Upon passing under I-95/US 202, a westbound ramp to I-95/US 202 complements the eastbound direction of DE 48, with the road becoming Martin Luther King, Jr. Boulevard, a six-lane divided highway. Westbound DE 48 remains along one-way West Second Street, which carries three lanes. DE 48 intersects the eastern terminus of DE 4, which provides access to DE 48 from the northbound direction of I-95/US 202. The one-way pair continues further into the downtown and runs a short distance to the north of Amtrak's Northeast Corridor. The route intersects the southbound direction of US 13 Bus., which shifts west from North King Street to South Market Street where it intersects DE 48. Following the intersection with US 13 Bus. southbound, DE 48 follows the one-way pair of East Front Street eastbound and East Second Street westbound, passing to the north of Wilmington Station along the Northeast Corridor. DE 48 reaches its eastern terminus at an intersection with the northbound direction of US 13 Bus., which follows Walnut Street.[2][3]

DE 48 has an annual average daily traffic count ranging from a high of 30,195 vehicles at the DE 4 intersection to a low of 13,264 vehicles at the McKennans Church Road intersection near Hockessin.[1] The portion of DE 48 eastbound between DE 4 and US 13 Bus. and westbound DE 48 between US 13 Bus. and I-95/US 202 is part of the National Highway System.[4]

History[edit]

The Wilmington Turnpike Company was founded on October 23, 1809 to build a turnpike from Wilmington to the Pennsylvania border, connecting to the Gap and Newport Turnpike. The turnpike was completed in 1817 at a cost of $39,549.97.[5] The turnpike became known as the Lancaster Pike and was surfaced with stone. The Wilmington Turnpike Company operated the Lancaster Pike until 1877 when they abandoned the road. The turnpike's charter was repealed and the road was then under the control of the county levy court.[5][6] The road leading to the Wilmington-Penns Grove Ferry across the Delaware River between Wilmington and Penns Grove, New Jersey was completed as a state highway by 1931.[7] When Delaware designated its state highway system by 1936, the Lancaster Pike became a part of DE 48. In addition, the route continued through Wilmington on Lincoln Street, Fourth Street, and Christiana Avenue to the ferry across the Delaware River to Penns Grove, New Jersey, where it connected to Route 48 in New Jersey.[8] In 1939, DE 48 was rebuilt between DE 41 and Centre Road, eliminating curves and grades.[9] In 1949, the Wilmington-Penns Grove Ferry was discontinued.[10] DE 48 was realigned onto Lancaster Avenue to continue to US 13/US 202 (now US 13 Bus.), its current eastern terminus, by 1952.[11] By 1990, DE 100 was realigned to follow a portion of DE 48, bypassing a part of Dupont Road.[12] DE 48 was widened into a divided highway at the DE 141 intersection by 1996.[13] The divided highway was extended west to Centerville Road a year later.[14]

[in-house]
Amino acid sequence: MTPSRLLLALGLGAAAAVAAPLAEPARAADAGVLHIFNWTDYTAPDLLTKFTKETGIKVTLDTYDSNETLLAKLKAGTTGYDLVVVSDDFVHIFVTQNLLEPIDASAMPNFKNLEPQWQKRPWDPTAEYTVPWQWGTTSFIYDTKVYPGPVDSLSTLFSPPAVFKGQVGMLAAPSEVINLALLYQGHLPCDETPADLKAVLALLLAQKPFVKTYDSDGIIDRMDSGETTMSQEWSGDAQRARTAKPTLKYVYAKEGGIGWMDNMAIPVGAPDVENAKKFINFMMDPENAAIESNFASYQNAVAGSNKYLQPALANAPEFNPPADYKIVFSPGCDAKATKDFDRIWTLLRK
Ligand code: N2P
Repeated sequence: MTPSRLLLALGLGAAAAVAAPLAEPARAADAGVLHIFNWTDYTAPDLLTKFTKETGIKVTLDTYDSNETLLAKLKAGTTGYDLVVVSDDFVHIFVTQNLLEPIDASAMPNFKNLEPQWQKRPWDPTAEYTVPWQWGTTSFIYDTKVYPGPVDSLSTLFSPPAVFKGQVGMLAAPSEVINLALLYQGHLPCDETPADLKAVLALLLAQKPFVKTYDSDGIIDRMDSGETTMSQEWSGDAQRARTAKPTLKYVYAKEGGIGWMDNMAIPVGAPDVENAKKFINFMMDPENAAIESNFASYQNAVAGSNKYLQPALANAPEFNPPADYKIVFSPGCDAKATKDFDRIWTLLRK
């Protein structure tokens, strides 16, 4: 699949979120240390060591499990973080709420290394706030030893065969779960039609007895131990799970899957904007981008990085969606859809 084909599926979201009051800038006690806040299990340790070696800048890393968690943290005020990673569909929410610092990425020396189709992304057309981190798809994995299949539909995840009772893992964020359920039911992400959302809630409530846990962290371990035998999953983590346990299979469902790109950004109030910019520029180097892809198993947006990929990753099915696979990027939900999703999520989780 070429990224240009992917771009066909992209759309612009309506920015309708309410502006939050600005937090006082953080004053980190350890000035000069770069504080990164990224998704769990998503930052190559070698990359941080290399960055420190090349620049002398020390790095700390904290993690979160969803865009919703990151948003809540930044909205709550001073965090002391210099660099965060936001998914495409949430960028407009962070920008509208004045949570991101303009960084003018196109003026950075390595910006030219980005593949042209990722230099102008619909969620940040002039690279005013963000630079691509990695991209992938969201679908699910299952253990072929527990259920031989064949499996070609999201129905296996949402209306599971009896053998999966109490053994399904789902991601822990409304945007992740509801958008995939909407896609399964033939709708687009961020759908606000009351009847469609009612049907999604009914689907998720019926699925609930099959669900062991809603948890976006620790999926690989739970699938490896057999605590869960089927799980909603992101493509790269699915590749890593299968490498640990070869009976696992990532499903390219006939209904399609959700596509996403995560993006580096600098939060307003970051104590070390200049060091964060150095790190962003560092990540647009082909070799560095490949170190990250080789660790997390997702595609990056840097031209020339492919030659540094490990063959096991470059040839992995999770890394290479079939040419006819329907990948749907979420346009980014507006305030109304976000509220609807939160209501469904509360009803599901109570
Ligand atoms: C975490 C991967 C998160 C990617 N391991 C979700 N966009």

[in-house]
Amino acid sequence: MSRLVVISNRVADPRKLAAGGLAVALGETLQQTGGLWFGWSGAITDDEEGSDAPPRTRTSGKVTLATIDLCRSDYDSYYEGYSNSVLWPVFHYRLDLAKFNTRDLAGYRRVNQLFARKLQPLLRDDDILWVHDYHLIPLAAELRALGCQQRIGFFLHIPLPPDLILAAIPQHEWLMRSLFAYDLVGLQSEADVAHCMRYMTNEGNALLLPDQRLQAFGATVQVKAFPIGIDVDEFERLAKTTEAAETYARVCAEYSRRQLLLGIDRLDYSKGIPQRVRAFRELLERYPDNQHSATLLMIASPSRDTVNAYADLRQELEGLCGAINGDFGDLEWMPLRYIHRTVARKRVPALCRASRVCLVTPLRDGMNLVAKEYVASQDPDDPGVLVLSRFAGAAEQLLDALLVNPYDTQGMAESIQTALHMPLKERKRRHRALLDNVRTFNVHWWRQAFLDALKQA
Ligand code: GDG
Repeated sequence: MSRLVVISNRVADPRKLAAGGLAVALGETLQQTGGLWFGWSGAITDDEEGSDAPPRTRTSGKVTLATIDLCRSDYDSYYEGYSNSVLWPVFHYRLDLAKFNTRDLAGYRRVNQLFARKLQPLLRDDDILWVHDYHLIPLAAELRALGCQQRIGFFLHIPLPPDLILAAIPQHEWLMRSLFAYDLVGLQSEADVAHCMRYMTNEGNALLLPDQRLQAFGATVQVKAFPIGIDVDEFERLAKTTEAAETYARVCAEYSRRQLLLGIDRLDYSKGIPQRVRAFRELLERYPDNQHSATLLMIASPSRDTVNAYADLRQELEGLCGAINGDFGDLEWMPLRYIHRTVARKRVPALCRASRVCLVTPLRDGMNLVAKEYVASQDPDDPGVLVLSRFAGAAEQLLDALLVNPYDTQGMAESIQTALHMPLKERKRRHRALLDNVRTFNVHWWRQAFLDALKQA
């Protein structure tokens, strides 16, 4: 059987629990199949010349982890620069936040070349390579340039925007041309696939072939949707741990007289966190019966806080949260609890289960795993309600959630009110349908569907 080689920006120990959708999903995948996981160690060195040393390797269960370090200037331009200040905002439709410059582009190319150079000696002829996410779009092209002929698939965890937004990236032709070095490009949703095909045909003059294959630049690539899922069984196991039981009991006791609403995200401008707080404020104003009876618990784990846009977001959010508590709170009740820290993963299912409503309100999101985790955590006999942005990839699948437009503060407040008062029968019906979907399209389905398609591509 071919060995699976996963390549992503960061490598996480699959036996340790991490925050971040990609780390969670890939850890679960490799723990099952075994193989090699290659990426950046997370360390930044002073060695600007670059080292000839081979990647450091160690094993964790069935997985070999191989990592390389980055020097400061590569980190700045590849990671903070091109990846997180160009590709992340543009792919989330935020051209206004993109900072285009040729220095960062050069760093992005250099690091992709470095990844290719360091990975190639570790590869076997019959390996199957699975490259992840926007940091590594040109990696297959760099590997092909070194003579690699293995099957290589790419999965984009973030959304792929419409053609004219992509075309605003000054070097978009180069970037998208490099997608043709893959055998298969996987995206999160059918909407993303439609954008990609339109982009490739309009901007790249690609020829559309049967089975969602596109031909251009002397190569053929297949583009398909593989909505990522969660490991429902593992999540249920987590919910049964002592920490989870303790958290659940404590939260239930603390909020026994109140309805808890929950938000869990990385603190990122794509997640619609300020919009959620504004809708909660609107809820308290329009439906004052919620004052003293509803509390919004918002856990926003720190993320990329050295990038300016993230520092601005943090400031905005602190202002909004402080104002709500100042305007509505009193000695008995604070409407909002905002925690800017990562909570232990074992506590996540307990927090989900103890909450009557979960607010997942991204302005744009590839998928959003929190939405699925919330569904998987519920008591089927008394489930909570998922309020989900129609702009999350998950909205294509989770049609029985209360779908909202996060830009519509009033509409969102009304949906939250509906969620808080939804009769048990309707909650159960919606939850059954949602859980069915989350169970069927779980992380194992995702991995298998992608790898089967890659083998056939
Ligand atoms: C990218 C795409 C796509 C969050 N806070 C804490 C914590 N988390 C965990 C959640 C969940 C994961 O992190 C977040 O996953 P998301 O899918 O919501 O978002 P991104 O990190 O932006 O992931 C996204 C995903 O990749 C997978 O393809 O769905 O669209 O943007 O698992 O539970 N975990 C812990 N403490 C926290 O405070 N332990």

Major intersections[edit]

The entire route is in New Castle County.

Location Mile[1] km Destinations Notes
Hockessin 0.00 0.00 DE 41 (Lancaster Pike/Newport Gap Pike) Western terminus
Wilmington 3.83 6.16 DE 100 north / DE 141 (Centre Road) to I‑95 south / I‑295 – Newport West end of DE 100 overlap
4.86 7.82 DE 100 south (South Dupont Road) East end of DE 100 overlap
5.69 9.16 DE 2 west (Union Street) DE 48 splits into one-way pair, brief overlap between westbound DE 2 and westbound DE 48
DE 2 east (Lincoln Street)